The lawsuits seek to compensate users of the machines for economic losses as well as for pain and suffering, Carson said. Given the number of people affected by the recall, damages could be in the hundreds of billions of dollars.

Philips claims to have received a small number of reports of patients complaining of headaches, upper airway irritation, cough, chest pressure, and sinus infection.

After an investigation, the firm has said, it has determined that patients exposed to the degradation of the foam face severe consequences, including asthma, adverse effects on other organs (e.g., kidneys and liver), and toxic carcinogenic effects.

Philips has said it first noticed the breakdown of the foam and its risks to patients through its own quality management system.

Philips has pledged to repair or replace the affected CPAP machines. In a statement released on Wednesday, o an unnamed firm spokesman said that the completion of that task may take 1-2 years.

Given that as many as 4 million CPAP are in use worldwide (about half in the US), we anticipate to complete the repair and replacement program in each country within approximately 12 months after obtaining regulatory clearances, the spokesman stated.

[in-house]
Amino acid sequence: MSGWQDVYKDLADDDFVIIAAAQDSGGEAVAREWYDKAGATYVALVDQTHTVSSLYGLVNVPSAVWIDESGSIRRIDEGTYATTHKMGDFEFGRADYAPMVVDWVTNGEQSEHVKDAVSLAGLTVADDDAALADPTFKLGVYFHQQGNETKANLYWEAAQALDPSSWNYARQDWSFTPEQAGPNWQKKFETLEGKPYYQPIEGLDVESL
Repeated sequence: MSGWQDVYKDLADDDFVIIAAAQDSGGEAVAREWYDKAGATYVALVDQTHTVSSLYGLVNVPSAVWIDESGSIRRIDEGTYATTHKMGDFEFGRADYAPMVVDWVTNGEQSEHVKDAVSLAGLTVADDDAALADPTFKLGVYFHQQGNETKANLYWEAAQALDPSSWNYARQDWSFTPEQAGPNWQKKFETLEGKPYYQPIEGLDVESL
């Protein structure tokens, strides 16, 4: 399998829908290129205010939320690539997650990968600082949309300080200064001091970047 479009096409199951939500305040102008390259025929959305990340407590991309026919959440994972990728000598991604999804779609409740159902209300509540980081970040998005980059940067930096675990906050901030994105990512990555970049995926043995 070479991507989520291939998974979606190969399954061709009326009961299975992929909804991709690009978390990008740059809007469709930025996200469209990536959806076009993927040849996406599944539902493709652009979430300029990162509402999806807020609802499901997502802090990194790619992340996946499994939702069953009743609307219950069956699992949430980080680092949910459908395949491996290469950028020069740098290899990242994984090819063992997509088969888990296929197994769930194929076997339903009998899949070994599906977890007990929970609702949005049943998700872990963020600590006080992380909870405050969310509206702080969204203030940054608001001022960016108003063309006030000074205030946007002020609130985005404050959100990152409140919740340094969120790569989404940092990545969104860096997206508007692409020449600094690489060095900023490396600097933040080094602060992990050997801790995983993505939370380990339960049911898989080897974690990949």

In the United States, the Food and Drug Administration must approve the firms repair and replacement program.

Meanwhile, Philips has implemented a large-scale patient awareness initiative that has been advertised in newspapers, including The Boston Globe, in recent weeks.

Philips does not have all contact information to communicate directly with CPAP users via mail or e-mail, according to the spokesman. That information belongs to equipment providers, he added, and Philips is working with those providers to contact CPAP users.

We fully understand and regret the adverse consequences this is having on patients, the spokesman added. We are always trying to reach out to our patients and clients, he added.

Got a problem? Send your consumer complaint to sean.murphy@globe.com. Follow him on Twitter @spmurphyboston.